As a follow-up this packed quite punch in the action stakes and gave us some good character development with Captain America facing his past, and Nick Fury questioning his allegiance.  Chris Evans is still perfect and handles the action well, as does Johansson (prrr…).  A quality sequel, and made me thirsty for the next Avengers – surprising considering all this comic book stuff was starting to get a bit tired.

Verdict:  4 /5

The Raid 2


Viewed – 21 August 2014  Blu-ray

The first Raid movie was an eye-opener of an action-flick.  A raw, uncompromising and unflinching martial arts explosion in a very claustrophobic setting.  Impeccably choreographed and made a name for it’s star Iko Uwais, as well as director Gareth Evans – a Welshman, believe it or not.  This follow-up has rookie cop Rama being persuaded to go undercover against the mob organisation he roughed up (to put it mildly) in the first movie.  Soon he’s befriending the son of a local kingpin, whilst everyone begins to double cross one another, with Rama struggling to stay alive and not get his cover blown.

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The story is over-complicated and takes a bit of time to get going, but is filled with some interesting characters, especially the conflicted, power-hungry Uco (Arifin Putra).  But we’re not here for deep and meaningful characterisation, despite the scripts best efforts – we’re here for the action … and what can I say?  This is filled with some of the most violent and bone-crunching fights I have ever seen … big brawls featuring hammers to the jugular, baseball bats embedded in faces and goons being thrown, having their legs snapped and faces smashed left right and centre.  It’s very fast, and superbly filmed, edited and choreographed.  Gareth Evans certainly knows how to bleed every ounce of intensity and impact from every punch, kick and stabbing – and it’s pretty incredible.  Add to this stand-out sequences involving a duel hammer wielding girl on a subway train, and a brilliantly fast and brutal car chase – and this almost had it all.

The reliance on a twisting plot takes some of the energy away that the first movie had in spades, and every time it stopped to explain something or for more developments, I was just itching for the next confrontation.  Perhaps in it’s native language and with a lot of subtitles, I missed some of the finer details, which can happen … so I’ll let it off for the most part.  However as a full-on example of martial arts and well, action cinema without any boundaries (or subtlety) this once again nails it.  A great sequel.

Verdict:  4 /5

Bound


Viewed – 18 August 2014  Blu-ray

In the nineties, I remember this being one of my favourite thrillers.  A gangster’s mol plots to steal $2 million from her mobster boyfriend after hooking up with the alluring ex-con in the apartment next door, who just so happens to be a lesbian.  This atmosphere-heavy and stylish movie was heralded at it’s time for it’s arty approach to a lesbian storyline and it’s cool twisty-turny narrative, helped immeasurably by great turns from it’s three main stars; Jennifer Tilly, Gina Gershon and Joe Pantoliano.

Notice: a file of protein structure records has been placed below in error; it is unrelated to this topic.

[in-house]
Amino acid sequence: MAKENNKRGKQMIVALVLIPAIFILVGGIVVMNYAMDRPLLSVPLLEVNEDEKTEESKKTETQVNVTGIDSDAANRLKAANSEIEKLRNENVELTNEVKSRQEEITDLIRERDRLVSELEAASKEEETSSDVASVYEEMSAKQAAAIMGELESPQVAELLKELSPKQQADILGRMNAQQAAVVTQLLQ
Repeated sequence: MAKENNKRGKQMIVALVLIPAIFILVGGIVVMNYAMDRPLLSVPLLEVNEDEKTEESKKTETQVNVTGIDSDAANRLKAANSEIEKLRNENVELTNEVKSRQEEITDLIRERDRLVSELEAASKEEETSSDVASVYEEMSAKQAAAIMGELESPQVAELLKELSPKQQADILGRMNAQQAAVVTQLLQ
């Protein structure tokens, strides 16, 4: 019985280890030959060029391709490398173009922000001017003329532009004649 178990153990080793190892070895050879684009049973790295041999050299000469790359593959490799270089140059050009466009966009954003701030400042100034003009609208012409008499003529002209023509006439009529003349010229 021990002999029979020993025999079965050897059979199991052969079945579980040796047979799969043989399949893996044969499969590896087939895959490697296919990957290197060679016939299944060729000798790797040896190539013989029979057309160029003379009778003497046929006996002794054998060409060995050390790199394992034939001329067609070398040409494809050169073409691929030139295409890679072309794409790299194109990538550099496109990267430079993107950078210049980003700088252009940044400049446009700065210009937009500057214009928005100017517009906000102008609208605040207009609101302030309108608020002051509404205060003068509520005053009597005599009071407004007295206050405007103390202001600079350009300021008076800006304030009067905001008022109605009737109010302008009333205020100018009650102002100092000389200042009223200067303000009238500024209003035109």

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The 1996 debut movie from The Wackowskis, who went on to craft The Matrix movies amongst others, their obvious skill is aided by superb work from cinematographer Bill Pope who makes the camera as much of a character as the people in the story.  At it’s heart this is simply a sexy thriller (with a killer lesbian sex scene), two attractive, albeit stereotyped females (could Gershon’s character be any more clichéd?) and an unhinged mobster straight out of the mobster handbook.  That being said the script is full of clever structuring and interesting developments (the plotting of the stealing of the money is shown at the same time as it’s being executed).  Although dialogue that perhaps initially sounded cool, now years later comes off rather corny (“I have this image of you – inside of me – like a part of me” – groan).  Also Tilly’s Betty Boop voice grates quickly.  Thankfully then this is so rich in style and tension, much of that doesn’t matter as I enjoyed watching these girls get one over on the mob.  Towards the end, I’d have liked a final twist, as it seemed to conclude too ‘safely’ given the knowing awareness of the rest of the movie.  It’s been compared to the more serious works of The Coen Brothers such as Blood Simple, although I’d call it closer to the noir thrillers of John Dahl, as in The Last Seduction.  Still one of the cooler movies of the nineties.

The recently released Blu-ray from Arrow video is above average.  The movie itself is in good shape.  It’s subdued look, mostly consisting of greys and whites doesn’t dazzle in high def but there’s decent clarity during dark scenes and acceptable close up detail.  The music and dialogue on the other hand are both delivered affectively in a choice of DTS 5.1 or Dolby 2.0.  Extras-wise this is quite impressive, with several featurettes covering interviews with the cast as well as the crew.  Most valuable is an audio commentary, again from cast & crew, shedding plenty of light on the production.  Concluding this package is reversible sleeve artwork as well as a booklet and the movie on DVD as well.   Not too shabby!

Verdict:

(the movie)  3.5 /5

(the Blu-ray)  4 /5